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17 Oct 2016

I was driving to Atria the other day and listening to NPR and heard the most fascinating story.  It was so fascinating, I sat in the car after I'd parked to listen to more of it...then came home and found the recording on line at RadioLab and listened to the whole thing.

These two guys were driving south from San Francisco when one got excited and said that he saw a goat standing on a cow.  The other pulled the car over and they went and indeed find a goat standing on a cow.  As soon as they began to approach, the goat leaped down but they were standing in a field and when they looked around, there seemed to be letters scattered all over the place.

When they started picking up the letters, they found they were all addressed to someone named Ella Chase and seemed to all be from soldiers.

They picked up the letters and ut them in the box they seemed to have blown out of and took them home, determined to find who this Ella Chase was and whether they could return her letters to her.

Out of this accidental discovery has come a lifelong passion for one of the guys who found them. 

He started doing research to find out who Ella Chase was.  He searched all sorts of public records and it was not until months later that he found an obituary for her in the Napa newspaper.  The obituary had the names of several of her surviving relatives.  He managed to contact one relative, who wasn't interested at all.

During the process of his search, he found record of her maybe (or maybe not) marrying.  He started following that line.  He somehow found the name of her maybe husband and then found a newspaper article where there was some sort of kerfuffle, where he was married and denies ever marrying Ella.

Shortly after that, Ella started writing letters to soldiers fighting in World War II.  The letters in this collection they found were letters from the soldiers, many of whom referred to er as "mom" and expressed such warmth and gratitude for her letters and for her support.

Eventually they found her obituary, which listed family members and they tried to get in touch with them.   I think it as a cousin they called, who was't interested at all, but they found a guy they thought must be her grandson and called him, leaving a call back number.  They didn't hear from him.

Eventually he did call back and said that he thought the box they found had fallen off of is truck when he was moving to Southern California.  They had a nice conversation and he said that he also had a big box of photographs they might like to have.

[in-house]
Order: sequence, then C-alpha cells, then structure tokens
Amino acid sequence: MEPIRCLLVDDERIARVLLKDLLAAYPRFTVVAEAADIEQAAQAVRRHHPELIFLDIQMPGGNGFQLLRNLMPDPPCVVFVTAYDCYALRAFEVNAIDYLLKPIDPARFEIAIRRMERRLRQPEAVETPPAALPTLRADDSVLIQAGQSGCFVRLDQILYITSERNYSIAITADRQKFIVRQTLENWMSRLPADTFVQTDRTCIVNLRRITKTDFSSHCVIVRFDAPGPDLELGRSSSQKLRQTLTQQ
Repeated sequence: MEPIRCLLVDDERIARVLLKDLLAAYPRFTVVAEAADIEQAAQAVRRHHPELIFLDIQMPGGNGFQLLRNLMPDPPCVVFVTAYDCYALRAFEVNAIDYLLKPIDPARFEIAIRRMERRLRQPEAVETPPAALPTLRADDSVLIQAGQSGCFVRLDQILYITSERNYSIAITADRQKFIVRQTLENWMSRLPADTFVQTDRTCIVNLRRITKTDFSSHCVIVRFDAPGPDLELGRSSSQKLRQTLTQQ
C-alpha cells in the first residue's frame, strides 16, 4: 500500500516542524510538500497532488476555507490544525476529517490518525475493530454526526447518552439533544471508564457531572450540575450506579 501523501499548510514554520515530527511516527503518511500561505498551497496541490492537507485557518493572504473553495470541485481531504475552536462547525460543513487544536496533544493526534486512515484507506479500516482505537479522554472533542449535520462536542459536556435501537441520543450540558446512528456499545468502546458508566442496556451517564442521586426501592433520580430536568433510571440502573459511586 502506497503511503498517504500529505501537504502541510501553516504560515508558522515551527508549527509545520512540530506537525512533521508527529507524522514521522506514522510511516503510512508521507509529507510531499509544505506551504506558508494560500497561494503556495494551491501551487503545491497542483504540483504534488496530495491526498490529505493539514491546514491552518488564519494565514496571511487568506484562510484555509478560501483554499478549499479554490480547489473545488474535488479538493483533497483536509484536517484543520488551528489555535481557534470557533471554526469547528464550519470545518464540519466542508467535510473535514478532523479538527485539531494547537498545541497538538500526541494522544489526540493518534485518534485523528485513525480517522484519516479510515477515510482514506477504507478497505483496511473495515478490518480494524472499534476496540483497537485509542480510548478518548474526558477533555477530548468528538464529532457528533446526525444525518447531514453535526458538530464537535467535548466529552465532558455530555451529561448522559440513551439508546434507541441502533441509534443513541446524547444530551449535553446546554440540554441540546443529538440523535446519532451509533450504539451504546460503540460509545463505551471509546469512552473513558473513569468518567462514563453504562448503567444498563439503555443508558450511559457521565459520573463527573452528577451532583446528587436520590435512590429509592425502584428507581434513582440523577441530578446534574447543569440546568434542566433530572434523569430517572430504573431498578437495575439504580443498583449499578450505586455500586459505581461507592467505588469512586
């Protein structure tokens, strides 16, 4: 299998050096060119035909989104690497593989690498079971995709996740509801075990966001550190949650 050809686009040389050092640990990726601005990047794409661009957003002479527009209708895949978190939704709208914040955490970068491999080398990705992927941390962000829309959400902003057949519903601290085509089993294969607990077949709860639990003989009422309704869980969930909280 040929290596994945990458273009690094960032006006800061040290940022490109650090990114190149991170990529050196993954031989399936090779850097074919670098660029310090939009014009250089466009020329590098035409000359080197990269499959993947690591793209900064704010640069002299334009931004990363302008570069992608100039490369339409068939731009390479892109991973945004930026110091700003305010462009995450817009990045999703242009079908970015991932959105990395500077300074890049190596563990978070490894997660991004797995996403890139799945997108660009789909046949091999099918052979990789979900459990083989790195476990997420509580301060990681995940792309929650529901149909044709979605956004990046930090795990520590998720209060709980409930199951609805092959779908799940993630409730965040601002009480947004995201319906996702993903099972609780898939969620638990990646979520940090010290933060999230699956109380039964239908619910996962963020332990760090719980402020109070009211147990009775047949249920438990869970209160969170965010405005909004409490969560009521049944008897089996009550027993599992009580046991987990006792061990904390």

The point of the story is how it all started by seeing a goat standing on a cow and out of it this whole passion and search began.  And it has given Ella Chase some sort of immortality and recognition for her kindness to support the fighting troops.

This has been a good week for my mother. (Isn't it nice to read that for a change?)

I think the medication is finally starting to kick in.  She still seems to have pain when she tries to get up, but she doesn't complain or seem to be suffering most of the time.  And it may be the medication that is making her loopy. We have had long conversations lately, all of them kind of fun because she makes no sense whatever.  Sometimes she knows who I am, sometimes she thinks I'm her sister.  I think she recognizes me and then she'll say something like "how is Mom?" when I will stop and ask her if she knows my name and she doesn't, thpugh she recognizes that I'm family and she loves me.

She doesn't talk gibberish, but she talks nonsense, asking questions or making observations that make no sense whatever, but she believes them and it's kind of fun to go along with her.  I just follow along with whatever she says, asking question about how she'd do this or that, what she wants to move, etc.  We often laugh when she can't come up with an answer.

One of the best things I ever did was putting her into the assisted living program.  She wasn't ready for it (and would not have qualified for long term care insurance payments) if I had done it earlier, but now that she is on, there are people in and out of her apartment all day long, checking on this or that, giving her meds, etc. She has always been a social person and now she has someone to talk to several times a day.

Not only that, but I know she is eating regularly and that she's getting her meds on a regular schedule. AND, what may be even ore important, knowing that she is getting attention, I don't feel the need to go and visit her every day and consequently I enjoy going to Atria more than I did when I felt I had to be there (almost) every day.

I don't know how long this situation is going to last, but I'm certainly enjoying it right now.



Mr. President ??


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